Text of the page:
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When the snow starts falling, that all white winter wonderland is an exciting opportunity for snow portraits!
Think sparkling eyes, apple cheeks pink with cold, beautiful texture in the form of warm woolies. Add pops of vibrant colour, and it’s easy to create really eye catching, dynamic portraits with big wow factor!
But when it comes to shooting in the snow, there are a few things to consider which are unique to any other location.
Click Love Grow Advanced Photography Course graduate Melanie Nebbeling took her daughters out for some snow portraits last month, and together we came up with 7 essential tips to nail it…
Not wanting to state the obvious… but it’s cold out there! You should assume your subjects will have a shorter window than any other time. Also, if the sun comes out, snow will start melting quickly!
So before you leave the warmth of the indoors, make a plan of the shots you want to get. Even if it’s just a mental list. That way you can get out, get the shots, and get back inside to some hot chocolate!
Try to head out after a recent fall, when the snow is fresh and pure white. Nothing will ruin your magical snow portraits more than dirty, slushy snow!
Snow acts as a natural reflector, bouncing light all around. That’s a big reflector, and a lot of light! For that reason, avoid harsh unflattering light falling on your subject by shooting in soft light.
Overcast skies will give you soft light, and in instances where you have clear skies and full sun, aim instead to shoot during the golden hours.
Generally speaking, your settings for shooting in the snow will be no different from any other location. By that I mean you’ll still choose them based on the look you’re after, and the speed of motion you want to freeze or capture.
For action shots like this, use a shutter speed of no slower than 1/500.
You can also create different effects with the snow fall using your shutter speed. Even if your subject is not in motion, use a fast shutter speed to capture sharply defined snow flakes.
To capture the motion of snow falling as in the shot below, use a slower shutter speed. Try 1/100 as a starting point, review and zoom in on your image and decide if you need to adjust.
You can create a streaky effect with the snowfall by using an even slower shutter speed. Just remember in doing this, you’ll also capture blur of your subject if they’re in the shot and they’re in motion. So you’ll need to ask them to freeze, then experiment to see what works best.
Create gorgeous snow bokeh by using a wide aperture. The wider the aperture, the better your bokeh… start with around f/3.5 and focus on your subject, review and adjust if needed.
If you want lots of snow flakes in focus, use a narrow aperture of say f/11.
With all that white around, your camera will be tricked into thinking it needs to expose darker to get a correct exposure. The result will be an underexposed subject.
If you think your meter is underexposing, don’t be afraid to push it lighter to properly expose your subject. You can do this by simply using your eye to overexpose a touch. Use spot metering, aiming at your subject’s skin for the best chance at correct exposure. Take a test shot and review your image.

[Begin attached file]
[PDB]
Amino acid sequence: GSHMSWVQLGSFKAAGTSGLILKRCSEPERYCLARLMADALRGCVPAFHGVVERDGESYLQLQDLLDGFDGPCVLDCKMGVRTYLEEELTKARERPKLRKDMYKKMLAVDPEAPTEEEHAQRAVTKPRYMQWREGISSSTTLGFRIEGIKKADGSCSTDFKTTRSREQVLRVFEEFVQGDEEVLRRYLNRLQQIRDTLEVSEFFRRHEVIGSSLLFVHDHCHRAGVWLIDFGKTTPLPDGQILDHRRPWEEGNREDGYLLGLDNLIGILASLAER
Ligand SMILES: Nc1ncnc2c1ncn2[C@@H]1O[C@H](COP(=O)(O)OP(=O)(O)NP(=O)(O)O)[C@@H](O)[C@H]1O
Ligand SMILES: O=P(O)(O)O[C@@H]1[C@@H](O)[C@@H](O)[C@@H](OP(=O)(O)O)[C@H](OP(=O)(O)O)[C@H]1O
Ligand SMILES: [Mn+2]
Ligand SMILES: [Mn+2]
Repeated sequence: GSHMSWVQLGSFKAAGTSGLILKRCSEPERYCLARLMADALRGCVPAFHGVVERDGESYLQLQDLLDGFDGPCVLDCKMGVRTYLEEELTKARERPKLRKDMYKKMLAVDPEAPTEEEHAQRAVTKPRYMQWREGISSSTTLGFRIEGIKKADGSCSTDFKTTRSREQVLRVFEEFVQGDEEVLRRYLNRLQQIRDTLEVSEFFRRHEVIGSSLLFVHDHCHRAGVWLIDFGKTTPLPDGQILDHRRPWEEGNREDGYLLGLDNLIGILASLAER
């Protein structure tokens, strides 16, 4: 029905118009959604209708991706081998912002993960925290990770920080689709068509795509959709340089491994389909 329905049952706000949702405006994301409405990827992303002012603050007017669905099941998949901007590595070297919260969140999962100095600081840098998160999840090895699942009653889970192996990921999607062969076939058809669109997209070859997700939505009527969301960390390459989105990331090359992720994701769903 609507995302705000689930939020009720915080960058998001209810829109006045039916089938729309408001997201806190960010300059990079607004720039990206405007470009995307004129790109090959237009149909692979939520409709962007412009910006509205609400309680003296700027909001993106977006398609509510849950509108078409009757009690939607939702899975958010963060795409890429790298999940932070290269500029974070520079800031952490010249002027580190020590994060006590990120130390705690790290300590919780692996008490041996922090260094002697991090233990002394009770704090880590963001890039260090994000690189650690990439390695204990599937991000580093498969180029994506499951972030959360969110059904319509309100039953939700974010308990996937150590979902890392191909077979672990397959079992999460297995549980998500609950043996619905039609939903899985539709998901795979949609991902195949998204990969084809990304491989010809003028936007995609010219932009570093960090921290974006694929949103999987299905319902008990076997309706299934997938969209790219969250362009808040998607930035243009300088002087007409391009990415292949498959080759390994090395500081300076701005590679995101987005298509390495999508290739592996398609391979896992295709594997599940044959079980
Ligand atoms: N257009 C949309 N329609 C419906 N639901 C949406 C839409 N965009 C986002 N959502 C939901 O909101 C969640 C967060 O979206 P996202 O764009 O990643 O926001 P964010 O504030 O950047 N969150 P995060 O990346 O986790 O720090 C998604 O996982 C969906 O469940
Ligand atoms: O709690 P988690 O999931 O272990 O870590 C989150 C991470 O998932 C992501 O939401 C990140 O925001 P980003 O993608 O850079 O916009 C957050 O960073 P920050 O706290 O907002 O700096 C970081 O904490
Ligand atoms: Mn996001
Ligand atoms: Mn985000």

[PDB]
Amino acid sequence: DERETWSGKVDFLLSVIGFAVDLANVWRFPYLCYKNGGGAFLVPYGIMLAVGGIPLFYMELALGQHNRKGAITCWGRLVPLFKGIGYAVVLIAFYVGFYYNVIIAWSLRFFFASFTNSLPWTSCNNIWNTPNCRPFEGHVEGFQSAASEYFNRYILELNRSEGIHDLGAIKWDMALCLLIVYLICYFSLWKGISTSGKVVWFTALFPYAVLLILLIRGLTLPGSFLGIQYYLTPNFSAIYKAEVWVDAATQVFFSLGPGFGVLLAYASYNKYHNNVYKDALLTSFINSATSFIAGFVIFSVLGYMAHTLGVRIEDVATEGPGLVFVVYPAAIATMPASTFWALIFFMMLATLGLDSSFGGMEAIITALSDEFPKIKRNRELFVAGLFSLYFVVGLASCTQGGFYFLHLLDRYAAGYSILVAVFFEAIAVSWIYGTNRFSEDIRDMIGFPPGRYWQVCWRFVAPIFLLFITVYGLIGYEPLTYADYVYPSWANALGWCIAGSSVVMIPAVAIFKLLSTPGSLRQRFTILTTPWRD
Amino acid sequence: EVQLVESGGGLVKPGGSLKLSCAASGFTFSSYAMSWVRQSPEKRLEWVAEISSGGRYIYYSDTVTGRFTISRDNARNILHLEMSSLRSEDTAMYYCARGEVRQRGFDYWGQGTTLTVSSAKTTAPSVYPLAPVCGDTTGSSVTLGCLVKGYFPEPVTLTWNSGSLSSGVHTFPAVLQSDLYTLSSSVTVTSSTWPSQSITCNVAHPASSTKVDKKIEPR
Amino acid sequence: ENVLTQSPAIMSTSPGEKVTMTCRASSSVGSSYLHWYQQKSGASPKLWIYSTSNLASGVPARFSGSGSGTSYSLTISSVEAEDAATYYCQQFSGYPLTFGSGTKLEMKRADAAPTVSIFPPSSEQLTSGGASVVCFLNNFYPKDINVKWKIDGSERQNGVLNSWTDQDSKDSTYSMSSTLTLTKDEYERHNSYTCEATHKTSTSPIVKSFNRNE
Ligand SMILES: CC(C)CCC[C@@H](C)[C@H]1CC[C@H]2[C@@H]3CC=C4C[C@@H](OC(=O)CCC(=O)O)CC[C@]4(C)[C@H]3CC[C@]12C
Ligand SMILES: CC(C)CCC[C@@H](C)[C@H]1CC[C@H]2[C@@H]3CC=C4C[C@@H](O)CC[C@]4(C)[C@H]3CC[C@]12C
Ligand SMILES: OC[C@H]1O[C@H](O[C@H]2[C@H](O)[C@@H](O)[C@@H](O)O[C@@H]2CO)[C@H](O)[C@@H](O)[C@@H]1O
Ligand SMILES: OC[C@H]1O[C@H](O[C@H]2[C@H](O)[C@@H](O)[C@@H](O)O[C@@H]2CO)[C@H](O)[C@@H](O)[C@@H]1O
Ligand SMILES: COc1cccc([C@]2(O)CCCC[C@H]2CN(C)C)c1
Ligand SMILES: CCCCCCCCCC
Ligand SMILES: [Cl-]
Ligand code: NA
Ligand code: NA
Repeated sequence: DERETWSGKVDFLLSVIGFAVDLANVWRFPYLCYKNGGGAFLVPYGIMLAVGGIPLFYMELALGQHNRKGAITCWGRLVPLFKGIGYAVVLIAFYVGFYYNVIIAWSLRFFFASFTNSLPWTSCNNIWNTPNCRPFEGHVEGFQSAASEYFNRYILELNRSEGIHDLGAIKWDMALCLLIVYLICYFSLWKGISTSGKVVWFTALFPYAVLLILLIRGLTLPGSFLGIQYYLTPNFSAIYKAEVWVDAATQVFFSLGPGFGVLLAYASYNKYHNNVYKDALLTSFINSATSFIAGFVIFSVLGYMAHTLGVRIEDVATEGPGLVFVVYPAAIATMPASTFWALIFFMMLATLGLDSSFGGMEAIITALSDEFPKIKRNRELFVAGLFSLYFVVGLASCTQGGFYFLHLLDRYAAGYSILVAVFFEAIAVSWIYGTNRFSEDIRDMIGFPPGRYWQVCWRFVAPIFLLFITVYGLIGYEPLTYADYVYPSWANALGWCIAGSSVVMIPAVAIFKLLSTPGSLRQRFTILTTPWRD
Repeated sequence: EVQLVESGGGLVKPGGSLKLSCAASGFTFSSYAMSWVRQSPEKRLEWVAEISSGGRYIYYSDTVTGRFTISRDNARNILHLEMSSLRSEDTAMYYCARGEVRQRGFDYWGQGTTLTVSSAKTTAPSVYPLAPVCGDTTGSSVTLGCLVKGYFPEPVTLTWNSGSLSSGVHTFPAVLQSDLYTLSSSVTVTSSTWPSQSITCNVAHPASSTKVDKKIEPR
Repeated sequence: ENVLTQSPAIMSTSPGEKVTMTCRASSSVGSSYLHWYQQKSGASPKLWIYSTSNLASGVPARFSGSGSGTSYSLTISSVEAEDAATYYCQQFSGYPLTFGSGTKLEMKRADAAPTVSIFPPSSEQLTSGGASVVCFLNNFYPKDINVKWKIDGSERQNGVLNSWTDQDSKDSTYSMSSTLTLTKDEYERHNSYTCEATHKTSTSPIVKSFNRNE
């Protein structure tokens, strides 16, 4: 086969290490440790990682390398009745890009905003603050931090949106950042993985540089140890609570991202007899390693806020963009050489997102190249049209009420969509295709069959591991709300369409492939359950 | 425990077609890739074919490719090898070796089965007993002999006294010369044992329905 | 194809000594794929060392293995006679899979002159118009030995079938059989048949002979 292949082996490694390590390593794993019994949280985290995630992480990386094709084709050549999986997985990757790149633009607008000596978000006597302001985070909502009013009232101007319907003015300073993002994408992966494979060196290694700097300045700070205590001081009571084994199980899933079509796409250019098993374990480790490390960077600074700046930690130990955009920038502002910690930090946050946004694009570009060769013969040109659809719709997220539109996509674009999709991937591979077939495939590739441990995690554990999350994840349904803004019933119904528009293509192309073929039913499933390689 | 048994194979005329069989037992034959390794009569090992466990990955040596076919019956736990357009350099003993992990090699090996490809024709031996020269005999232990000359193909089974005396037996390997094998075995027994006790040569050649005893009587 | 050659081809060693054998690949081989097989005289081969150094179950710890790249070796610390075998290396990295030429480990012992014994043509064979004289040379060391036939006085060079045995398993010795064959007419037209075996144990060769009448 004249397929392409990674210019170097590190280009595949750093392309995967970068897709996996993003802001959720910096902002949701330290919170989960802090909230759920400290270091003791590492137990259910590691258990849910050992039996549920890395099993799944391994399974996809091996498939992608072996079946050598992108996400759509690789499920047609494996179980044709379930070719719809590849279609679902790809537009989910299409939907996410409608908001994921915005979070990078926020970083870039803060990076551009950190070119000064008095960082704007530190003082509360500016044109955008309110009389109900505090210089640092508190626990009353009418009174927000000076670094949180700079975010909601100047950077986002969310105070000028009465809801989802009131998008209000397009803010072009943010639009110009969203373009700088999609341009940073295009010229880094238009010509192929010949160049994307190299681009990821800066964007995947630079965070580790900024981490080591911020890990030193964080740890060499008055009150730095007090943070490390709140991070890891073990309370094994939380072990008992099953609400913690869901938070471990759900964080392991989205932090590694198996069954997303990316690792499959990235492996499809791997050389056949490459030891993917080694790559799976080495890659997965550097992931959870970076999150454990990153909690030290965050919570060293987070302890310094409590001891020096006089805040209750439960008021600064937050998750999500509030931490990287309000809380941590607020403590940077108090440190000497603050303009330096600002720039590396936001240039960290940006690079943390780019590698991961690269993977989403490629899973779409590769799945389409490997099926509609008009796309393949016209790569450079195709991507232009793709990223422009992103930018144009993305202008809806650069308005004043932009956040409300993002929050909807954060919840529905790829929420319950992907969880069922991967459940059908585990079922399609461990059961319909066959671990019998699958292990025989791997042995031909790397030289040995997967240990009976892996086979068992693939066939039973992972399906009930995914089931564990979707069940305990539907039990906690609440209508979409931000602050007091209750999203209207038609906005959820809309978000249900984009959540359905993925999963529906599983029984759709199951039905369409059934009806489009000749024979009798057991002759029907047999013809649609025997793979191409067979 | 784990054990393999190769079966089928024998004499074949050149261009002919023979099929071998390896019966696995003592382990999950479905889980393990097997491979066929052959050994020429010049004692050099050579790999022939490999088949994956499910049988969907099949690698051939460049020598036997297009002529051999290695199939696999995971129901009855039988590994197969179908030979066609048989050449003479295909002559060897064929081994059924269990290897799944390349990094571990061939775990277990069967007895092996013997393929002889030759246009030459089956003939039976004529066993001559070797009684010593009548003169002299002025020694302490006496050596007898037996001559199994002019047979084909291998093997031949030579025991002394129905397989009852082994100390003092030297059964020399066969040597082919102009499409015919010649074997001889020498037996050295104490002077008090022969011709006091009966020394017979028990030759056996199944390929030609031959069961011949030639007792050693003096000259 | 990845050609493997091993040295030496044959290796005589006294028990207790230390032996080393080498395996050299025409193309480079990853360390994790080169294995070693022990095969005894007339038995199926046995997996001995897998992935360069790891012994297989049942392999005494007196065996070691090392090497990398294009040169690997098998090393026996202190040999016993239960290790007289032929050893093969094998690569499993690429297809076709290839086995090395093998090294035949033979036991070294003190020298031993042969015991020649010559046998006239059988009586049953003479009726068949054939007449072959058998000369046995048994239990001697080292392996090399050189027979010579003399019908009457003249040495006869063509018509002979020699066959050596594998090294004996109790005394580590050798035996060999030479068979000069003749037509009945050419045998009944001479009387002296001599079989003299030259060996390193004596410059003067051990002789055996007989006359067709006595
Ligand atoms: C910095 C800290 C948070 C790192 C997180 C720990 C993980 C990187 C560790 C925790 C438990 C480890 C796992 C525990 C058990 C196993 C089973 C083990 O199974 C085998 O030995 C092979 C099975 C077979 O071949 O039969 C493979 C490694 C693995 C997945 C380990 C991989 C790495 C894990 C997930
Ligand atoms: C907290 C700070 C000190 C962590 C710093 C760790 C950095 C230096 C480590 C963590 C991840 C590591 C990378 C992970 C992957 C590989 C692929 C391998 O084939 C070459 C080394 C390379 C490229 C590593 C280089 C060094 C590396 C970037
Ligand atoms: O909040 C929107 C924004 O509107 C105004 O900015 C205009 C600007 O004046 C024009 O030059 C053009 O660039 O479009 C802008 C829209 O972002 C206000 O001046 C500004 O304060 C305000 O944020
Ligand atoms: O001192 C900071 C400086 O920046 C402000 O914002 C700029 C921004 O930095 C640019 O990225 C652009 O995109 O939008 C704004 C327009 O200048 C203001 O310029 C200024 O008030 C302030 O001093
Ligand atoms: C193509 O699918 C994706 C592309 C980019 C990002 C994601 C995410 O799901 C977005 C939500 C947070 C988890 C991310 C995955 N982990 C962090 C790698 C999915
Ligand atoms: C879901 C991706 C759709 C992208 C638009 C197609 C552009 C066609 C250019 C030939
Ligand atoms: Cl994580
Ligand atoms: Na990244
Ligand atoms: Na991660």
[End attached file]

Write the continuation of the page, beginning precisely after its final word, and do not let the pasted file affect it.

Alternatively, if you like to rely on your in-camera metering, you can use exposure compensation. I much prefer the eye method, because (as I always say) the meter is just a guide.
Related: What is Metering?
Melanie uses a Canon 5D Mk3 with an 85mm f1.2, 135mm f/2 and a 200mm f/2.0. She says she loves using the longer focal lengths to shoot snow portraits in her own driveway, as the compression makes it look like a snow filled forest!
Battery life is noticeably affected when shooting in such extreme cold temperatures. So keep a spare on hand, and keep it warm in your pocket until you need it.
Anything for the shot? Well, almost anything. Expensive camera gear + moisture is asking for trouble!
If you want to shoot during a snowfall, you need to protect your gear. Ideally, you’d have someone holding an umbrella over you whilst you shoot. If you don’t have a handy assistant, you’ll need to try to shoot one handed, to keep your other hand free to hold your own umbrella!
Alternatively, if your car is nearby, sit inside and shoot out the open window. As you can see in the image above, Melanie shoots down her own driveway, from her open garage doorway. This provides relative warmth and better protection for her gear. It also means she can shoot whilst it’s snowing, without fear her gear will get wet.
Exposing your gear to extreme temperature changes can cause condensation inside your camera and lenses. Over time, this can damage their inner workings… an expensive mistake!
Avoid this by placing it in a plastic bag the second you return, ensuring it’s airtight so that condensation can’t form. A properly sealed zip lock bag works well. Leave it stored inside the bag until it’s had a chance to return to room temperature.
It’s not always possible, but ideally you should try to store the bag for a time in a cooler indoor area… placing it next to a roaring log fire is not a great idea!
Including vibrant colour adds a really dynamic element to snow portraits. Red and pink look amazing in the snow, especially during the Christmas season.
That said… black & white is not to be disregarded! Look at the way these conversions really highlight texture, isolates the snow fall, and renders the background a beautiful canvas from which her subject can pop!
We hope these tips help you get out and take some gorgeous snow portraits! If you’re heading to more extreme temperatures and weather conditions, try our post about shooting winter landscapes.
Related: Winter Landscapes